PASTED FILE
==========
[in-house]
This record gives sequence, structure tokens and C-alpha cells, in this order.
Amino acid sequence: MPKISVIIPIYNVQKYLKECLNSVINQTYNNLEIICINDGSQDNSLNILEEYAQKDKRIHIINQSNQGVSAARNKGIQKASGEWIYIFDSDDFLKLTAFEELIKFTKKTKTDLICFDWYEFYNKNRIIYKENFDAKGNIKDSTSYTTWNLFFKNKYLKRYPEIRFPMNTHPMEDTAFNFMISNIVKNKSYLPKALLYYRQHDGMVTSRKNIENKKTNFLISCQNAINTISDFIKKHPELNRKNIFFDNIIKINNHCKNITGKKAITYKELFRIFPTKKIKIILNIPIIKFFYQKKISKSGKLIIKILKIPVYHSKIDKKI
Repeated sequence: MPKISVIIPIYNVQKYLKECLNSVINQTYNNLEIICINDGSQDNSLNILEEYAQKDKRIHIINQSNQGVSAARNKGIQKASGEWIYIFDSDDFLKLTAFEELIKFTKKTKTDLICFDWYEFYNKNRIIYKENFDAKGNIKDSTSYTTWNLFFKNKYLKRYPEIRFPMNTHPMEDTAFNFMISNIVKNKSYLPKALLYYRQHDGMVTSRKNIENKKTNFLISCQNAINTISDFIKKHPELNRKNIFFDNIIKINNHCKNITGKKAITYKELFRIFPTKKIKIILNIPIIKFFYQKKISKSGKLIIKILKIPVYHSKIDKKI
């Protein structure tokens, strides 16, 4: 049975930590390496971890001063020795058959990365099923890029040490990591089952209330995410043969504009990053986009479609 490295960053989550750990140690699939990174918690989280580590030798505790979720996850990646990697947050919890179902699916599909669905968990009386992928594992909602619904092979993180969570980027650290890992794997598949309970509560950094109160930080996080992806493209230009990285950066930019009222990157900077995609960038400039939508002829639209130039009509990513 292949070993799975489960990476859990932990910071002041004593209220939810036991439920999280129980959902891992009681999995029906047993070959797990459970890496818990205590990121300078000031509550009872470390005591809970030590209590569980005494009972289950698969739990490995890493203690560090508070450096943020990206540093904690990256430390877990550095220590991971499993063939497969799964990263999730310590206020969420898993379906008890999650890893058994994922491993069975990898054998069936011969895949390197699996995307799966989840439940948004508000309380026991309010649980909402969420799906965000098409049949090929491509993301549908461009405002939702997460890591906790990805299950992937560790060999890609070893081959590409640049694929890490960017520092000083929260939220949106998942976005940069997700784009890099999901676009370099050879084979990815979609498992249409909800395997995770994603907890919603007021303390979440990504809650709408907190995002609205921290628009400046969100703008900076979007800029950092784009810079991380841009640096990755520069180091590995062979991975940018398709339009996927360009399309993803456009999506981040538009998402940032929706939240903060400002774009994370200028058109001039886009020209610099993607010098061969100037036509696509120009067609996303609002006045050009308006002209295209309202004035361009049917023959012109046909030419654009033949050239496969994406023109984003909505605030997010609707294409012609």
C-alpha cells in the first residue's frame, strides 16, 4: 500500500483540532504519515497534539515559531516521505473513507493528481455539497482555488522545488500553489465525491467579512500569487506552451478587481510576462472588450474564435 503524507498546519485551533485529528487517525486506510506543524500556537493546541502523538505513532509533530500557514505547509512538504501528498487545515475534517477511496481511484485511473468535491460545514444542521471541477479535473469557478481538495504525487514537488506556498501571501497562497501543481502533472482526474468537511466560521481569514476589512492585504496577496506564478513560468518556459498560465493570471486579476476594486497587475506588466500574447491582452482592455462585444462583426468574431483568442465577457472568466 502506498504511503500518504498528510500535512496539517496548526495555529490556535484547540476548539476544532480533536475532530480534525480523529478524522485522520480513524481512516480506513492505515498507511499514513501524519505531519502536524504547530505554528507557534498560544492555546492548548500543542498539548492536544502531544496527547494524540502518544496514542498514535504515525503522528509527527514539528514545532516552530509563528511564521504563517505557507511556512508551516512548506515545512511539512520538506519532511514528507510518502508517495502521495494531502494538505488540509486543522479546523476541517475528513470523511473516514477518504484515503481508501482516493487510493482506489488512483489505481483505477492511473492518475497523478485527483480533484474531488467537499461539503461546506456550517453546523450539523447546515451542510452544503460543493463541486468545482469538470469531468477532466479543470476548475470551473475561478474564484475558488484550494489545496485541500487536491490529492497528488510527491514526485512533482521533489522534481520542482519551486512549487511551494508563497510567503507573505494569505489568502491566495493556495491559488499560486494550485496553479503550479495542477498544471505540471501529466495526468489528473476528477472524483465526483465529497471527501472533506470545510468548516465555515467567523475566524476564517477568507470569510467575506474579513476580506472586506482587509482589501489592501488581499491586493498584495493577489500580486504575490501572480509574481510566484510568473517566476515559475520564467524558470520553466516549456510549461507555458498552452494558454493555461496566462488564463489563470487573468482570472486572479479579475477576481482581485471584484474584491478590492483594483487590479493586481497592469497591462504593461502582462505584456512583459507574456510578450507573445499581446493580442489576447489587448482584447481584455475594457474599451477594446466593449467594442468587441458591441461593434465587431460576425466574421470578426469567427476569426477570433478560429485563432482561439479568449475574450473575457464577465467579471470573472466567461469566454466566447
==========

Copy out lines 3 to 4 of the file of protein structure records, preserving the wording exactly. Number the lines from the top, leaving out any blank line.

Amino acid sequence: MPKISVIIPIYNVQKYLKECLNSVINQTYNNLEIICINDGSQDNSLNILEEYAQKDKRIHIINQSNQGVSAARNKGIQKASGEWIYIFDSDDFLKLTAFEELIKFTKKTKTDLICFDWYEFYNKNRIIYKENFDAKGNIKDSTSYTTWNLFFKNKYLKRYPEIRFPMNTHPMEDTAFNFMISNIVKNKSYLPKALLYYRQHDGMVTSRKNIENKKTNFLISCQNAINTISDFIKKHPELNRKNIFFDNIIKINNHCKNITGKKAITYKELFRIFPTKKIKIILNIPIIKFFYQKKISKSGKLIIKILKIPVYHSKIDKKI
Repeated sequence: MPKISVIIPIYNVQKYLKECLNSVINQTYNNLEIICINDGSQDNSLNILEEYAQKDKRIHIINQSNQGVSAARNKGIQKASGEWIYIFDSDDFLKLTAFEELIKFTKKTKTDLICFDWYEFYNKNRIIYKENFDAKGNIKDSTSYTTWNLFFKNKYLKRYPEIRFPMNTHPMEDTAFNFMISNIVKNKSYLPKALLYYRQHDGMVTSRKNIENKKTNFLISCQNAINTISDFIKKHPELNRKNIFFDNIIKINNHCKNITGKKAITYKELFRIFPTKKIKIILNIPIIKFFYQKKISKSGKLIIKILKIPVYHSKIDKKI